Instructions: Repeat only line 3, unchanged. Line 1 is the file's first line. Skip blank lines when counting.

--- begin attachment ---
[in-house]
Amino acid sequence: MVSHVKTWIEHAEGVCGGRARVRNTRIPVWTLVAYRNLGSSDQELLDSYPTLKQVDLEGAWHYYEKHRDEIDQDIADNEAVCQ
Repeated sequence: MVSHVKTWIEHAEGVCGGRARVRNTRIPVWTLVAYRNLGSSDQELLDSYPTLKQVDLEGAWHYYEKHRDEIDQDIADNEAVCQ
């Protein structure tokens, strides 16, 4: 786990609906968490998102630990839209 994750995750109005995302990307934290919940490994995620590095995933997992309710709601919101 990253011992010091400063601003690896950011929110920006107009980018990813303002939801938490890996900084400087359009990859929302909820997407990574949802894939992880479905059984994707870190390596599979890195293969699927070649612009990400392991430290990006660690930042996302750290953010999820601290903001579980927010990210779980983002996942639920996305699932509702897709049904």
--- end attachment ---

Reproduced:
Repeated sequence: MVSHVKTWIEHAEGVCGGRARVRNTRIPVWTLVAYRNLGSSDQELLDSYPTLKQVDLEGAWHYYEKHRDEIDQDIADNEAVCQ